With 1 in 2 women over 50, experiencing some form of bone density concerns, our bone health is a real issue.
Maybe it’s not something you’ve thought about much before, but keeping our bones strong is key for a long active life.
Bone loss can lead to fractures of the hip, spine and wrists. These injuries are such a pain – literally! A fracture can certinaly limit our activities and leave us feeling less independent and frustrated.
Did you know that bones are dynamic living tissues. This means that there is a lot we can do through diet and weight bearning exercises to keep our bones healthy.
Osteoprosis is a very common condition, where the skeleton looses mineral density. This means that the bones are unable to take normal weight, leaving bones that break easily.
Here are some ways you can take charge of your bone health:
- Ensure you are getting enough calcuim – Calcuim rich foods including dairy, tofu, almonds, sardines and green veggies.
- Vitamin D is essential for calcuim absorption – It’s hard to get the correct amount from our diet, so supplements are helpful here.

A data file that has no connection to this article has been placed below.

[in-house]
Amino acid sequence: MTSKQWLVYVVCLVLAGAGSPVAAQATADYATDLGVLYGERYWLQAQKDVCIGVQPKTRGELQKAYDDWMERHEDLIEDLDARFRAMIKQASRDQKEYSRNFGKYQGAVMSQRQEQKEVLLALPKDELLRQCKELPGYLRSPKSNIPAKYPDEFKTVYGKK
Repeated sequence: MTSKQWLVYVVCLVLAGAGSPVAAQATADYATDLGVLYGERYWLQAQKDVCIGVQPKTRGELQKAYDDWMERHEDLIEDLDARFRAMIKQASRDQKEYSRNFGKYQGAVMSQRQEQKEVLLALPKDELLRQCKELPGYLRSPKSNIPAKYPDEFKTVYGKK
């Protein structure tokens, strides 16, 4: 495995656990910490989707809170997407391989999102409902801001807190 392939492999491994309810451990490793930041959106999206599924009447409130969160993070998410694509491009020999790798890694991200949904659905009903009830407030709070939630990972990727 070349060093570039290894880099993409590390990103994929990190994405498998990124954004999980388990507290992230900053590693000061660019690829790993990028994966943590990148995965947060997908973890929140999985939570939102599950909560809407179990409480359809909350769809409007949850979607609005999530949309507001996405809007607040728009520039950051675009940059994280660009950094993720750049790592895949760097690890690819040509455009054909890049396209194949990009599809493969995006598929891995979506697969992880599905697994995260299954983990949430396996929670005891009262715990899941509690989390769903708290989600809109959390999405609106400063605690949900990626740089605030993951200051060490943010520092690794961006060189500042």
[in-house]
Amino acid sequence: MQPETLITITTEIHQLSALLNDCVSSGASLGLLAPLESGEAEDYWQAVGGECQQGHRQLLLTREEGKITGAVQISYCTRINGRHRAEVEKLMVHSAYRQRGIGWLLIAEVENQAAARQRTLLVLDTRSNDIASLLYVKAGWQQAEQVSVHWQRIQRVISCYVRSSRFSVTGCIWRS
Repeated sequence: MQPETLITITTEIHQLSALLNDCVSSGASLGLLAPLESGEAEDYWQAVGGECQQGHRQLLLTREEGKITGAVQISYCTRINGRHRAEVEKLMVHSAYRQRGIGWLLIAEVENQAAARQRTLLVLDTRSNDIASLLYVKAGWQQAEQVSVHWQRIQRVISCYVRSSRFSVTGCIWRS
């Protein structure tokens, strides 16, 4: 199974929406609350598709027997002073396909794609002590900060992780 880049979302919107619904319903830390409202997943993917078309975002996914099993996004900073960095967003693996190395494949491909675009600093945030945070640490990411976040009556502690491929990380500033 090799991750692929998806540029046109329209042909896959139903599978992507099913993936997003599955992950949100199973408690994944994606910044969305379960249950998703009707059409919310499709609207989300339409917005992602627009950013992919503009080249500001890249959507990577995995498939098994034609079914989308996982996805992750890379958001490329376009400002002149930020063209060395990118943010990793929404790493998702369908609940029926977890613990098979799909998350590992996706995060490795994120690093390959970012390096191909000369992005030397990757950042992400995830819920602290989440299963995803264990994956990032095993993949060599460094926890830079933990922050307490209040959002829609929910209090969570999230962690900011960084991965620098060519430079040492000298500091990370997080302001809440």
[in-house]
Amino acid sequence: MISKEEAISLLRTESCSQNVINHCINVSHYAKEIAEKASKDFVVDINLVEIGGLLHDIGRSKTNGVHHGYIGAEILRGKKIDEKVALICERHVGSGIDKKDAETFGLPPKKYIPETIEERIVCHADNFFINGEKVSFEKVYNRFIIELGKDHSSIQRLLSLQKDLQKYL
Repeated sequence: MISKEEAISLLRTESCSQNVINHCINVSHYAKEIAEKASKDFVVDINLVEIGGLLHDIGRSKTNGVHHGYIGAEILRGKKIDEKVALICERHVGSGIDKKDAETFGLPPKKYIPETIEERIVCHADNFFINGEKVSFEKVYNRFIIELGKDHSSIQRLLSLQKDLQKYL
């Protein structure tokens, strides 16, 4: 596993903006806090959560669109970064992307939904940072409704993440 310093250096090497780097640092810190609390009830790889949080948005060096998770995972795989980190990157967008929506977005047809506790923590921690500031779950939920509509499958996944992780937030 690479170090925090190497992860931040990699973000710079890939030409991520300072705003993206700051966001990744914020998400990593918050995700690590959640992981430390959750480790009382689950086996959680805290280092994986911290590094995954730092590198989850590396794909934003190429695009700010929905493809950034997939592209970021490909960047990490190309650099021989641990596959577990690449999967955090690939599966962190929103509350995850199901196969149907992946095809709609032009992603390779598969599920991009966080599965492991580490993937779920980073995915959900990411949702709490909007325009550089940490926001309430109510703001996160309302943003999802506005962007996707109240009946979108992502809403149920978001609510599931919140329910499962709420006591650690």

- Keep active and work on having great posture
- Moderate alcohol
- Magnesium is important in our diet for nerve, muscle and bone function. We can get this from a healthy diet including almonds, spinach, black beans, brown rice and bananas.
- Protien is also key to maintain muscle mass and strength in women. Here’s a list of some of my favourite foods containing protein. Meat, fish, lentils, beans, tofu, eggs, dairy and wholegrains.
So, here’s the good news.
When we build muscle in Pilates there’s a good chance the exercise will also be building stronger bones.
Weight bearning exercises stimulate osteoblast activity (the bone building cells). Activities like running, jumping, and weight training, stimulates bone building.
If your’e not a runner, don’t worry! Neither am I! We can still load the bones to keep them strong with our weight bearning exercises.
Pilates is definitely a safe and effective exercise to strengthen your bones. However, if you know that you do have low bone density or perhaps osteoporosis or osteopenia, then it’s important that you take some precautions when loading the bones and moving through your spine.
When we bend forward, (in flexion) the spine is the weakest and most fragile position. This needs to be avoided for anyone with osteoporosis.
Let’s keep ‘dem’ bones strong ladies!